Although the terms first, second, etc. may be used herein to describe various elements, these elements should not be limited by these terms. These terms are only used to distinguish one element from another. For example, a first element could be termed a second element, and similarly, a second element could be termed a first element, without departing from the scope of this disclosure. As used herein, the term “and/or,” includes any and all combinations of one or more of the associated listed items.

When an element is referred to as being “connected,” or “coupled,” to another element, it can be directly connected or coupled to the other element or intervening elements may be present. By contrast, when an element is referred to as being “directly connected,” or “directly coupled,” to another element, there are no intervening elements present. Other words used to describe the relationship between elements should be interpreted in a like fashion (e.g., “between,” versus “directly between,” “adjacent,” versus “directly adjacent,” etc.).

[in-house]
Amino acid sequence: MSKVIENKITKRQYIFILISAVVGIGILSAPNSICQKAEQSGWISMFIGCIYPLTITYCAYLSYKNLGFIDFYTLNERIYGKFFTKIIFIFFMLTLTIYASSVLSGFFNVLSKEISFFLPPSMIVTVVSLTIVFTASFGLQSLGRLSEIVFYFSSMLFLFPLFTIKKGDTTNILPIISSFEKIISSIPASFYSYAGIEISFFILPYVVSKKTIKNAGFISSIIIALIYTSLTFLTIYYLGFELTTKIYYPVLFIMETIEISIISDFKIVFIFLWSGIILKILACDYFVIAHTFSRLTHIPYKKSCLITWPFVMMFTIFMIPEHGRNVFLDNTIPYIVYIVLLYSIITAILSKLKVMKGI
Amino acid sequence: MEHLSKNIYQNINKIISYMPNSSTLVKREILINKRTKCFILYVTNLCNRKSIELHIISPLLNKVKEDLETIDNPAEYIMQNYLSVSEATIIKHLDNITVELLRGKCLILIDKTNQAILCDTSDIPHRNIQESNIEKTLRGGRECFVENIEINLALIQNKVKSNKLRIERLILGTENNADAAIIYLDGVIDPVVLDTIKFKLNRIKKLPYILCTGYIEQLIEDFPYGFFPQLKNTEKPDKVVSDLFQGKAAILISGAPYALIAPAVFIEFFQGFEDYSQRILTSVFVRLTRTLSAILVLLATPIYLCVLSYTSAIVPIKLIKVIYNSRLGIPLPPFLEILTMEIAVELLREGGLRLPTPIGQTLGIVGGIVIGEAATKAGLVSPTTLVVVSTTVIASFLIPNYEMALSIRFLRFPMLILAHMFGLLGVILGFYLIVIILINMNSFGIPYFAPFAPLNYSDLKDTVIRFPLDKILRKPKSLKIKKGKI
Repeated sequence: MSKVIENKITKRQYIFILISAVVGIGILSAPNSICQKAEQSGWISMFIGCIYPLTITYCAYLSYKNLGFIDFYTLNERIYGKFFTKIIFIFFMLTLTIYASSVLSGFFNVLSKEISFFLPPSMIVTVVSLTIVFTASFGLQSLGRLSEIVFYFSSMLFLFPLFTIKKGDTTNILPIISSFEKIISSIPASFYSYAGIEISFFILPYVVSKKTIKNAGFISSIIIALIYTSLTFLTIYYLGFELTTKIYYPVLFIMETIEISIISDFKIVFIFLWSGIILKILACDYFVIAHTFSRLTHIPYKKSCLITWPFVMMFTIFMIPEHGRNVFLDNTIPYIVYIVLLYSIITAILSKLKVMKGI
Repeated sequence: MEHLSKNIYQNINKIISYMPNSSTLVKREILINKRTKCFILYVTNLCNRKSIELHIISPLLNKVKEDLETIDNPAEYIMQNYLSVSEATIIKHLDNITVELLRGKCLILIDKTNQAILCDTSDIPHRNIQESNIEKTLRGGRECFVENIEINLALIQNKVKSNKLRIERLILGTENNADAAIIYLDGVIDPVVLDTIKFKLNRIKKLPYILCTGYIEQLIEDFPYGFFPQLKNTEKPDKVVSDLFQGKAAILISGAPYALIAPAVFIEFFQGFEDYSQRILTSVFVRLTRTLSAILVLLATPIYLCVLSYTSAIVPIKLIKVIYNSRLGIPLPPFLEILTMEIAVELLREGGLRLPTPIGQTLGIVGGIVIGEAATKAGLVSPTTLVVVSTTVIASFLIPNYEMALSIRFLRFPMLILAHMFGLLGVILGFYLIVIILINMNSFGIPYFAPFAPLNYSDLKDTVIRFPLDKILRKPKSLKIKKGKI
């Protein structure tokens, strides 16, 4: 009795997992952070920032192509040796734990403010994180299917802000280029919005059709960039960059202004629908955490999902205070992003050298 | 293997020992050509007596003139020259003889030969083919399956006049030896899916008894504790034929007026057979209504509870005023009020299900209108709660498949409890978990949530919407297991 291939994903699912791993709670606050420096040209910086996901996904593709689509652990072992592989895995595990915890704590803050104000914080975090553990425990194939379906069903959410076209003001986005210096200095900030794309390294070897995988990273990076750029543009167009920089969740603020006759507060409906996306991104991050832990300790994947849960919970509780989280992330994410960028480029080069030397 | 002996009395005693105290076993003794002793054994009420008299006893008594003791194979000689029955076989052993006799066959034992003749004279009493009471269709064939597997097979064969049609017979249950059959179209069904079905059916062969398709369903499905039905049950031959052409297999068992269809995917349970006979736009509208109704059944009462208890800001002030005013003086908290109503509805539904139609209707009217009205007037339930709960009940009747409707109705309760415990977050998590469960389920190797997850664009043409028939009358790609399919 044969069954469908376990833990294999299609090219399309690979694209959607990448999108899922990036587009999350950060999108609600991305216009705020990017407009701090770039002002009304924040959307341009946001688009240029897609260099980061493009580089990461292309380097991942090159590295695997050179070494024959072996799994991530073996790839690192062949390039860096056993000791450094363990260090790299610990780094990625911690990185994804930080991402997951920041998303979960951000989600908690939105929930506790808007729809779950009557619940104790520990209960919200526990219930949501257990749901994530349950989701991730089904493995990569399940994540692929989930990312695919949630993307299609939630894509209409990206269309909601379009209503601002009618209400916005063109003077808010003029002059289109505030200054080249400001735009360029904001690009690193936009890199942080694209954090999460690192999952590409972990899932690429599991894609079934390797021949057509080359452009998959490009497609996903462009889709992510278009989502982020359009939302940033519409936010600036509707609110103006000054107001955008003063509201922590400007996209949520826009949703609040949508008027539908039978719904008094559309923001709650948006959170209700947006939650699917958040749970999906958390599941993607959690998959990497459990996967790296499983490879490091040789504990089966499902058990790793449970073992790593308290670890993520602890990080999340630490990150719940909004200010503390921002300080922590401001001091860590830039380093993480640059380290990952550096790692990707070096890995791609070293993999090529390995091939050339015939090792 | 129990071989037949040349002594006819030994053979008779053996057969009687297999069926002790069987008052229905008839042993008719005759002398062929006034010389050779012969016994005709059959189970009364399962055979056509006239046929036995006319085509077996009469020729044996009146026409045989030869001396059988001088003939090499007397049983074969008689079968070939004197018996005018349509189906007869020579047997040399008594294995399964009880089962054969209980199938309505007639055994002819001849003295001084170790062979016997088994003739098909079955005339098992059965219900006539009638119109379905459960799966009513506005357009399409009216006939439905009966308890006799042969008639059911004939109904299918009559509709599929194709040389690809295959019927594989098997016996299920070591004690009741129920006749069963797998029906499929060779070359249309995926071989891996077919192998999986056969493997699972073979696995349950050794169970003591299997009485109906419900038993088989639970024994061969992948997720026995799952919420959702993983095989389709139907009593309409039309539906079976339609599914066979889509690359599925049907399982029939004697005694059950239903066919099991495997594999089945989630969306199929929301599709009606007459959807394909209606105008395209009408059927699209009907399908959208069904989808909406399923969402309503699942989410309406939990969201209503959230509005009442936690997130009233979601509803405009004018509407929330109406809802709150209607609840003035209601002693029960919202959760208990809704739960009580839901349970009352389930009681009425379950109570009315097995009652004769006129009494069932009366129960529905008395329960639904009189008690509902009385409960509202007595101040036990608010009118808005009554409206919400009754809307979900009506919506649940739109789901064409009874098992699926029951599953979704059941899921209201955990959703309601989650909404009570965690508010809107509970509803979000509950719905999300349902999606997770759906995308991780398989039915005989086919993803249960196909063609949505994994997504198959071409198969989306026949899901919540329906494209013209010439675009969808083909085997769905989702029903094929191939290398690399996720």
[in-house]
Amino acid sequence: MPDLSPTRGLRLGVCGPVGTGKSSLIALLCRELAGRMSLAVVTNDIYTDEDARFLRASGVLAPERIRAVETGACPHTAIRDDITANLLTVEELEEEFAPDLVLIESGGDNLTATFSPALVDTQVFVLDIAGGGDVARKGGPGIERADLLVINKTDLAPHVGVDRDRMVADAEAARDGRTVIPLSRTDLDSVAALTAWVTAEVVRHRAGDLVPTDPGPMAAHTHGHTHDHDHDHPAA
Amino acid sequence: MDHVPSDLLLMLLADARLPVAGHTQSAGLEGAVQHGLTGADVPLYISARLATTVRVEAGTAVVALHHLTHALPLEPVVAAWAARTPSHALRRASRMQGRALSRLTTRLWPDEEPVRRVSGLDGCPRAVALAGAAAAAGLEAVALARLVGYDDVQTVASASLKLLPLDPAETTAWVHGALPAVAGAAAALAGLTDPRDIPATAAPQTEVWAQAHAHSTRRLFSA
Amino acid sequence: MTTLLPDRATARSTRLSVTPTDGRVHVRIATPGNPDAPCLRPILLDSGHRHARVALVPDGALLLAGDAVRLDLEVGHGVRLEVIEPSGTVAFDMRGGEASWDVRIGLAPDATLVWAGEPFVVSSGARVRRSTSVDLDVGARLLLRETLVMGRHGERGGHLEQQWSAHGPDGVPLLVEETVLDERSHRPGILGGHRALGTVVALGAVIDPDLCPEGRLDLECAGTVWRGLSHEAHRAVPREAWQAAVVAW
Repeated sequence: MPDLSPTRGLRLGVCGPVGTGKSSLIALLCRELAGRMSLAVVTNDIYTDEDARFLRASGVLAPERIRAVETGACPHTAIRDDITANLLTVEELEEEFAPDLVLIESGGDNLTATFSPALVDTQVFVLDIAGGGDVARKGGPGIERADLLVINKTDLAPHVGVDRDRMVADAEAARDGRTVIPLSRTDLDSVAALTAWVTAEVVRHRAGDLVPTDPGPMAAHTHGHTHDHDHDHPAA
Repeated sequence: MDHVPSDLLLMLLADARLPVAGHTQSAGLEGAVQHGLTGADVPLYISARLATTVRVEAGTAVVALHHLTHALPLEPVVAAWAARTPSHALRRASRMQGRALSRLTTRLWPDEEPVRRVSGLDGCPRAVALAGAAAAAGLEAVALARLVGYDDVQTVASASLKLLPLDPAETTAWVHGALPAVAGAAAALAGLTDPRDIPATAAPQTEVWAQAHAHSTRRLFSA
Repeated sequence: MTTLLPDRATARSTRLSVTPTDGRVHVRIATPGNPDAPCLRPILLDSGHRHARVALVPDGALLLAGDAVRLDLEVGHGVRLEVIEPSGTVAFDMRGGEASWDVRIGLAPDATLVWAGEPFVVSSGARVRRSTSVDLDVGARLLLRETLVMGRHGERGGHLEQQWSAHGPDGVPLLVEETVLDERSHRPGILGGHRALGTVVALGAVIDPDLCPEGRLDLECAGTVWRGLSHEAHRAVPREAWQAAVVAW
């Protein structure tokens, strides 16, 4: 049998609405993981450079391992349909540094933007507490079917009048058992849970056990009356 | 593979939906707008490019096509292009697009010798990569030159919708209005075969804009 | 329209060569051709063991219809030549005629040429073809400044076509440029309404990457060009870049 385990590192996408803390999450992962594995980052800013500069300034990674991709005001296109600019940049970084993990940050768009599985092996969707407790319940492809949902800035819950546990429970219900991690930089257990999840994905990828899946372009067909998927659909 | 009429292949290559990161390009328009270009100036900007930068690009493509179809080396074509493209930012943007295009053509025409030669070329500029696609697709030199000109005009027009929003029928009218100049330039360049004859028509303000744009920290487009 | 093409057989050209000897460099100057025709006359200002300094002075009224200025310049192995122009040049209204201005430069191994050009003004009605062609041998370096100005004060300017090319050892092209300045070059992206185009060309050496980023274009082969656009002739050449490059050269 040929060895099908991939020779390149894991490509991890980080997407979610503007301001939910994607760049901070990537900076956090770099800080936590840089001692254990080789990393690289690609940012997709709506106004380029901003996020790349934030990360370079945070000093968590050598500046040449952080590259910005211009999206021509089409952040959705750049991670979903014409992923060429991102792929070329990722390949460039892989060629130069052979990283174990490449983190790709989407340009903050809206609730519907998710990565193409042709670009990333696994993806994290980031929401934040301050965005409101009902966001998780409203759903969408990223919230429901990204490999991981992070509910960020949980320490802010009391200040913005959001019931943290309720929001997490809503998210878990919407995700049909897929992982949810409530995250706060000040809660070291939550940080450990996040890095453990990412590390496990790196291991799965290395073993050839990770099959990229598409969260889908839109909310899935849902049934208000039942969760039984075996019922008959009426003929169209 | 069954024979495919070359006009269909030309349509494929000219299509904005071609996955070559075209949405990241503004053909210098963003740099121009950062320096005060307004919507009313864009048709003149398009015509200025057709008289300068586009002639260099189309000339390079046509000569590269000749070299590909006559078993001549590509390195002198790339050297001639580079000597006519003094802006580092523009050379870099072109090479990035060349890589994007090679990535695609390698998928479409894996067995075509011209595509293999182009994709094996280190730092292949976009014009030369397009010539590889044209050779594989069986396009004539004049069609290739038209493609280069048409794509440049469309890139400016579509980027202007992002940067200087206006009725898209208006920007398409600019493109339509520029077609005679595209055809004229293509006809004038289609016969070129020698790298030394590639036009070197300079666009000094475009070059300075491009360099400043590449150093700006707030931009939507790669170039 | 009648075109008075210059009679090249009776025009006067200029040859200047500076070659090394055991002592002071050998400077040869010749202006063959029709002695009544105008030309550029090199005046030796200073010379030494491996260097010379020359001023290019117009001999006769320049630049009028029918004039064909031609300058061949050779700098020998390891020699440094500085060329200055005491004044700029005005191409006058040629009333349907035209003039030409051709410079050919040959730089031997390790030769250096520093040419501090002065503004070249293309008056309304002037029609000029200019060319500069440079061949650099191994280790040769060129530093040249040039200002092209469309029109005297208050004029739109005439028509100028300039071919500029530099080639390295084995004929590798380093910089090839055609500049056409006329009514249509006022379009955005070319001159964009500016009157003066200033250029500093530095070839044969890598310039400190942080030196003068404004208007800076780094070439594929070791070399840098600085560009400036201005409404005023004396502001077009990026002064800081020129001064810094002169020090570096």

The terminology used herein is for the purpose of describing particular embodiments only and is not intended to be limiting. As used herein, the singular forms “a,” “an,” and “the,” are intended to include the plural forms as well, unless the context clearly indicates otherwise. It will be further understood that the terms “comprises,” “comprising,” “includes,” and/or “including,” when used herein, specify the presence of stated features, integers, steps, operations, elements, and/or components, but do not preclude the presence or addition of one or more other features, integers, steps, operations, elements, components, and/or groups thereof.